Some of the world’s largest tech companies have become cartographers. If you aren’t building a maps product, like Apple, Google, or Nokia, you’re partnering with someone who is. After a few millennia of having to find our way through the jungles and deserts and forests of old, a hike through Times Square becomes next to impossible if our smartphones aren’t telling us exactly where every Starbucks is located.
Our forefathers’ shame aside, finding the right mapping service is actually a pain in the ass. It used to be that you just used whatever came on your phone – Google Maps for the iPhone and Android devices, Nokia’s maps for its Lumia devices, etc. But that changed with the introduction of Apple’s maps product. Its, erm, “lackluster” accuracy, which Apple CEO Tim Cook admits, has left users scrambling for other solutions.
Now, as the iPhone continues to go without a decent mapping solution from a major player, the New York Times reports that Nokia plans to ship its product, dubbed “Here” in a few weeks. When asked why the company, which continues to fight an uphill battle with its Lumia devices, would ship a standout feature for another operating system, Nokia CEO Stephen Elop said: “For the location platform to be at the highest quality, one needs scale, and you need as many different people contributing as possible.”
Nokia announced that Android manufacturers will be able to use Here via an SDK in “early 2013,” and the company demonstrated an Android “reference application,” but Nokia’s stopping short of releasing a proper application. Which begs the question: If Nokia is going for scale, why not ship on Android first?
Perhaps the answer can be traced back to an old warning scribbled onto maps, dating back to a time when the world was flat: “Here be dragons.”
In order to gain new users, Nokia has to steal some from whichever platform it launches on. While Android has a significantly higher marketshare than any other mobile operating system, it also ships (in most cases) with Google Maps, often considered the best mapping product available. Ask an Android user which aspect of their phone they would like to change and most would probably mention anything besides Google Maps.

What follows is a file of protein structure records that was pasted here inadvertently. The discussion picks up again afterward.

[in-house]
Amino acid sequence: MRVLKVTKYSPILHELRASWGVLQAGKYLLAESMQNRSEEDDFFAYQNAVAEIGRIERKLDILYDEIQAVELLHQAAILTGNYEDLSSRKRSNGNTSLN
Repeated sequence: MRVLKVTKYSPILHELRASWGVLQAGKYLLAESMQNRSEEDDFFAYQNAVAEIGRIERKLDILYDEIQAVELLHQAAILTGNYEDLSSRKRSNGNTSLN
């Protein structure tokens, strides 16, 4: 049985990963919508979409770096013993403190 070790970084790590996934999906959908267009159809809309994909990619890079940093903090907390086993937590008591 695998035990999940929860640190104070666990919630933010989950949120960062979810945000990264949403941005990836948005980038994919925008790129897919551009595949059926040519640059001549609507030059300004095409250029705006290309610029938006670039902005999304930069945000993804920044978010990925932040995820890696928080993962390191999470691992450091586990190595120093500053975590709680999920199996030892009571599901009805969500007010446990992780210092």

This isn’t the case with Apple. If I could change one thing on my iPhone, it would be Apple’s maps, and I know I’m not alone in that sentiment. To continue with the dragon metaphor: If Google’s Maps are a great wyrm, Apple’s maps are a salamander. Which would you rather try to steal from?
Then there’s the fact that Google hasn’t shipped Google Maps on iOS yet. The rule of “first!” probably comes into play here: In the same way that a commenter skips to the bottom of every article to say “first!” (you know who you are), Nokia has the chance to beat Google Maps to the iPhone. Whether or not this makes a different in the long run is hard to tell, but if Nokia’s maps are good enough to become the de facto default for many iPhone users – and, according to The Atlantic’s Alexis Madrigal, they might be – many users may settle simply so they don’t have to switch platforms again.
In that context, Elop’s comment to The New York Times about needing more users to build a better mapping service makes sense. By using its existing service, acquiring another company, and branching out to a hurting platform, Nokia has a rare opportunity to fight Apple and maybe, just maybe, win.
But Google? That seems unlikely. If Nokia is able to gain traction on iOS, it might end up in a position where it could get a meaningful return on investment for launching on Android. For now, however, it simply doesn’t have a weapon powerful enough to bring Google down.